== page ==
Japan’s Policy Options Are Cramped by Its Unrevised Constitution

The Yomiuri Shimbun
The then Imperial Diet passed a bill to revise the Constitution in 1946, and it came into effect in 1947.

The original manuscript of the Constitution of Japan is kept in the National Archives, near the grounds of the Imperial Palace in Tokyo. The paper is aged, and the words themselves are written in the old-style Japanese that was in use more than 70 years ago. Not a single word of the Constitution has been changed since it came into effect in 1947, two years after the end of World War II.

This does not mean the Constitution is considered perfect, or that there is nothing to amend. Nor does it mean that constitutional issues have not played a significant role in Japanese politics. Quite to the contrary, Article 9, which prohibits the use of force and the maintenance of armed forces, has been the most contentious issue between the ruling and opposition parties.

In the last several months, opposition party members and Cabinet ministers have argued over the constitutionality of same-sex marriage, which in the government’s view is not allowed under the Constitution, and defense policy issues such as whether to possess “counterstrike” capabilities to attack enemy missile bases.

The long-dominant ruling Liberal Democratic Party has included constitutional revision as a plank in its party platform for a long time, but many LDP presidents who became prime minister said they had no intention of tackling constitutional change. They all knew that amending the Constitution was barely possible because of the lengthy and complicated procedures required.

As stated in the Constitution itself, a draft revision needs to pass both houses of the Diet by a majority of at least two-thirds and then must be approved by the people in a national referendum. The LDP alone has never won such a majority in both houses at the same time. As their coalition partner Komeito has hesitated to change the Constitution, it has been hard to reach the required majority in the Diet.

Winning public understanding and support and achieving overwhelming majorities in both houses are only part of what is needed to realize a revision of the Constitution. It is also necessary for a prime minister — presumably one who heads the LDP — to be resolutely determined to bring it about, and to have no political scandals or other great challenges to create friction. Because those who advocate protecting the Constitution as it is oppose amendments very strongly, the prime minister, the cabinet and the LDP need to absorb severe political headwinds.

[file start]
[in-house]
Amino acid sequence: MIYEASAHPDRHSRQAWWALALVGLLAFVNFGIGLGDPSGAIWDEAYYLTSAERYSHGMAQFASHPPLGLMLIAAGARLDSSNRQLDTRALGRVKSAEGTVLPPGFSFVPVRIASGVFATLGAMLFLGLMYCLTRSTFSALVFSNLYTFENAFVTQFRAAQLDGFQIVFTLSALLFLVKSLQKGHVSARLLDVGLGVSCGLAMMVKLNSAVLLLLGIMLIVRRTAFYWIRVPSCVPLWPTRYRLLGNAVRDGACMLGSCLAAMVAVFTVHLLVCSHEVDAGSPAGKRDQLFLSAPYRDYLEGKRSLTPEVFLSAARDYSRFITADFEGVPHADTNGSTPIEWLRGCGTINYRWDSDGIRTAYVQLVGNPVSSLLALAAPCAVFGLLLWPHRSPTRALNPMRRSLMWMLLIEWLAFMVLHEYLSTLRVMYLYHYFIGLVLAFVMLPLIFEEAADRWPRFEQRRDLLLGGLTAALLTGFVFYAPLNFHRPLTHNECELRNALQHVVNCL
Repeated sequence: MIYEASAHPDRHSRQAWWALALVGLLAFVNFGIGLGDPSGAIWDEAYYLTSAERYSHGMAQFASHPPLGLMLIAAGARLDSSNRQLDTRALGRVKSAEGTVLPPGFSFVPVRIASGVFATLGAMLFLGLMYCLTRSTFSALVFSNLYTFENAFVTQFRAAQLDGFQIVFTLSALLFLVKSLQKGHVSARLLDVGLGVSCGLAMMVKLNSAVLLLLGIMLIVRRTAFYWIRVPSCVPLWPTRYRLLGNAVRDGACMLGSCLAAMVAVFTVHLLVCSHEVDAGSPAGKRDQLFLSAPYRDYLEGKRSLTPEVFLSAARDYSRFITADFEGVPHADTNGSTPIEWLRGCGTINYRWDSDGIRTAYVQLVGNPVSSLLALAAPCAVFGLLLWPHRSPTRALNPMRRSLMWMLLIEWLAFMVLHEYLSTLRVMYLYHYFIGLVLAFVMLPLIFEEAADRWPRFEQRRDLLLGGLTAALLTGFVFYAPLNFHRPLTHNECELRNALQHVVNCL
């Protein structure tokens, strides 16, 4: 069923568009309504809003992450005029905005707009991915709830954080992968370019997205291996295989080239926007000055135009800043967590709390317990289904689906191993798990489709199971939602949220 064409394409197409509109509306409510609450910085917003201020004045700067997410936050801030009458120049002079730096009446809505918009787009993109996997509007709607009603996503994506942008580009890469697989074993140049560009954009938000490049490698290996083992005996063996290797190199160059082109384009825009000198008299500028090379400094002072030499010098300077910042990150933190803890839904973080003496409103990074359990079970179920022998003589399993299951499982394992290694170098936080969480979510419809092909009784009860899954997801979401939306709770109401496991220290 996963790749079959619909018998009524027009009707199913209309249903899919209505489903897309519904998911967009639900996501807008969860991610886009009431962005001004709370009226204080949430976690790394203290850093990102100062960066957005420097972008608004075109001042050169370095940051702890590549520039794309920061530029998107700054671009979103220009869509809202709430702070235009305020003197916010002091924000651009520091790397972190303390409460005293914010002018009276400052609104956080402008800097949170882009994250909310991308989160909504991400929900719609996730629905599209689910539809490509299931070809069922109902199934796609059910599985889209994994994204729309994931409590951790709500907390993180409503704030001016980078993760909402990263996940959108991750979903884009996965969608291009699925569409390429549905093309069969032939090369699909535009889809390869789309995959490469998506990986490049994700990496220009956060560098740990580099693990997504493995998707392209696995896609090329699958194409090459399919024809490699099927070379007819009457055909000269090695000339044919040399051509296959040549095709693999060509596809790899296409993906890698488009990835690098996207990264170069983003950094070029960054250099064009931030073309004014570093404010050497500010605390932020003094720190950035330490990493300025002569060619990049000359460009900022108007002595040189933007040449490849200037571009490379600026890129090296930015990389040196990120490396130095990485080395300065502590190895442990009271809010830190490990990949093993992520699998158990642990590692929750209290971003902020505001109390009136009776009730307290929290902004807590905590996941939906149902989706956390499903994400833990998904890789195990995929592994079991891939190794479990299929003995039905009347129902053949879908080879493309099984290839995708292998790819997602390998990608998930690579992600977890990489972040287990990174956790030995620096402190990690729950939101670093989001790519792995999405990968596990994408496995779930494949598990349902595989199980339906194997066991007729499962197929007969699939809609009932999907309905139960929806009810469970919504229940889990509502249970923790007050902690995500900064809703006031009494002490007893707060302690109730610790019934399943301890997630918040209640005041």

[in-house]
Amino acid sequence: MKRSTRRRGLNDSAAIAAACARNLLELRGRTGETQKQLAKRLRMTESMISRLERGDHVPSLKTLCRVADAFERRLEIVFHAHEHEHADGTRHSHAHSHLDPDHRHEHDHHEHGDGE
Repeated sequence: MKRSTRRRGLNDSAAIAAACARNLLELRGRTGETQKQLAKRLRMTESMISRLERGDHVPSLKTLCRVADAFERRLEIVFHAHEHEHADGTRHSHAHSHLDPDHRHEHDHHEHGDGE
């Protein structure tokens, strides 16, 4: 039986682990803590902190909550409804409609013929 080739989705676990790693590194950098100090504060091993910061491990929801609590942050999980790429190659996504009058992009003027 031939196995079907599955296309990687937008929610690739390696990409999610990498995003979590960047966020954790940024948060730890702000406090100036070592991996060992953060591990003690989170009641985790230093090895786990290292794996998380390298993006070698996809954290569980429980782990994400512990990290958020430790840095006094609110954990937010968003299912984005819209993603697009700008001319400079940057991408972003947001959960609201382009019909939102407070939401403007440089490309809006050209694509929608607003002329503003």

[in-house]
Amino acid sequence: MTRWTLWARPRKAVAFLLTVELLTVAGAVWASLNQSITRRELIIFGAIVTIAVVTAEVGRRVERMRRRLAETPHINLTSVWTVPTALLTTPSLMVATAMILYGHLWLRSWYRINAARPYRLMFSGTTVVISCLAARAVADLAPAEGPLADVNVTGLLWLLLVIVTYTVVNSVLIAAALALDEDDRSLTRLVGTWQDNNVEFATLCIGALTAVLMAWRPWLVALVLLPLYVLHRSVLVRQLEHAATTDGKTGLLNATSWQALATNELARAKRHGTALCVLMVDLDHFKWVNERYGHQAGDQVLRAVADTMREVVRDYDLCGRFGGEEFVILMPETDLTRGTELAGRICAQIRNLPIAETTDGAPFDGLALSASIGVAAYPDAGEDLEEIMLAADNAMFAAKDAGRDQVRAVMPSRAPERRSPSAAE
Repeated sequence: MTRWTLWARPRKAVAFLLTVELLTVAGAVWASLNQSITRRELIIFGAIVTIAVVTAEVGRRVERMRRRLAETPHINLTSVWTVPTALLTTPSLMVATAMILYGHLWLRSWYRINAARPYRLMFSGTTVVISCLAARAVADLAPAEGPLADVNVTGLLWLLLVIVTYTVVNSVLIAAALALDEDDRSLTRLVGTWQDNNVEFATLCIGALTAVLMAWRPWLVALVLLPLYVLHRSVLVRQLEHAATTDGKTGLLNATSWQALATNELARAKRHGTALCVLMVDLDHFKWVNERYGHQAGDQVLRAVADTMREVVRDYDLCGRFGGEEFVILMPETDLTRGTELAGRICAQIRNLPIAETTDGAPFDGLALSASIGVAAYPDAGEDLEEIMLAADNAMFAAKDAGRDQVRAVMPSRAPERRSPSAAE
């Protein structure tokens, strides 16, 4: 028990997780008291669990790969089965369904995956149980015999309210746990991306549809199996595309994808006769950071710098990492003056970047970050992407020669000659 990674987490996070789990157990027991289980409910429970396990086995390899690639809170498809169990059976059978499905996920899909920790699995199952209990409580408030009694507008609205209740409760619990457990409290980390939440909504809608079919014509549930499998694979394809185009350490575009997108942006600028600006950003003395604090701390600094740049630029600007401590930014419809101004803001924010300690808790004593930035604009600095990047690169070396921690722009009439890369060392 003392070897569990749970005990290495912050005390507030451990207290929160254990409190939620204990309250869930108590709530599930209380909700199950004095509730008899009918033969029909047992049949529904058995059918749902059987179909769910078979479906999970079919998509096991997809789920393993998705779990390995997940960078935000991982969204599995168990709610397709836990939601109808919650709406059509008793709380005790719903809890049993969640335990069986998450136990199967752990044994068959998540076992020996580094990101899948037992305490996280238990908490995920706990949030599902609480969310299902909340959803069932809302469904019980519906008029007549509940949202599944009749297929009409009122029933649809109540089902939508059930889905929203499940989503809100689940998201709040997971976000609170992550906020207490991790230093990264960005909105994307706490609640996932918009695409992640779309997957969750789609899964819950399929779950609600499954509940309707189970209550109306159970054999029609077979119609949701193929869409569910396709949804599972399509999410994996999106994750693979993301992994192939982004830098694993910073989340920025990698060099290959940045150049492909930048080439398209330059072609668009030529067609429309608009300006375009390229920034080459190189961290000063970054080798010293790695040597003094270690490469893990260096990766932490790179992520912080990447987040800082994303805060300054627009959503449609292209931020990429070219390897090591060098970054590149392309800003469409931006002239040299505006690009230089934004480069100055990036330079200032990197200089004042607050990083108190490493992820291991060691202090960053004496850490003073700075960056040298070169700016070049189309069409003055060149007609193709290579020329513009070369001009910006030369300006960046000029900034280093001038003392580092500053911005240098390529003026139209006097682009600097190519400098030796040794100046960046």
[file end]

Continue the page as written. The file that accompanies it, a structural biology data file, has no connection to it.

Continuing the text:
Shinzo Abe, who was shot dead last year, was the only prime minister who put the revision of the Constitution on his political agenda and tried to surmount these difficulties. He was known as a leader of the pro-amendment camp in the LDP. After he took office for the second time in 2012, he tried to change the amendment procedure by attempting to lower the requirement of a two-thirds majority. He had to give up that plan when he was criticized for trying to “slip in through the back door.”

Then Abe advocated for revising Article 9, which has been the core issue regarding constitutional change. His idea was to clearly stipulate the existence of the Self-Defense Forces to make them constitutional. Nevertheless, he could not achieve a consensus within his administration over how to revise the article. In the latter half of his term, his campaign for constitutional reform lost momentum owing to his political scandals and the COVID-19 pandemic. Even Abe, the longest-serving prime minister and one who had enjoyed significant popularity, could not get the amendment procedure started.

If you trace Japan’s prewar political history, you will find that the Empire of Japan also never revised its Constitution. The government at the time claimed their Constitution was untouchable forever. The devastating defeat in the war and occupation under the General Headquarters of the Allied Forces led by U.S. Gen. Douglas MacArthur made possible a sweeping revision, formulating a whole new democratic Constitution.

But the case of Japan differs greatly from those of other countries. According to research by the National Diet Library, the Constitution of the United States has been amended six times since the war. France has revised its Constitution about 30 times, including the creation of a new one, and the German Basic Law has been revised more than 60 times.

The problem is that Japan has stuck to an “unchangeable” Constitution and can’t correct its flaws or insufficiencies. These flaws and insufficiencies include a lack of articles — which other countries have — regarding states of emergency. Owing to the ambiguity over security policy, some constitutional scholars even deny the nation the right to self-defense, a situation quite unique to Japan.

The Japanese government has repeatedly modified its constitutional interpretations to adapt to changing situations by means other than revising the Constitution itself. But these efforts have definite limitations and have caused a loss of hope that Japanese politics will dramatically respond to changing needs.

More than 60% of Japanese voters were in favor of revising the Constitution in a Yomiuri Shimbun poll last year. This was the highest figure in recent years. They supported new provisions on issues including the recognition of armed forces for self-defense, emergency measures and free education. The Japanese people may have a sense of the limitations of an untouched Constitution, but there are so many high bars for revising the Constitution that it is unlikely that they will participate in a national referendum on amendments anytime in the near future.

Political Pulse appears every Saturday.

Takayuki Tanaka

Tanaka is senior managing director, chief officer, administration, of The Yomiuri Shimbun. His previous post was managing editor.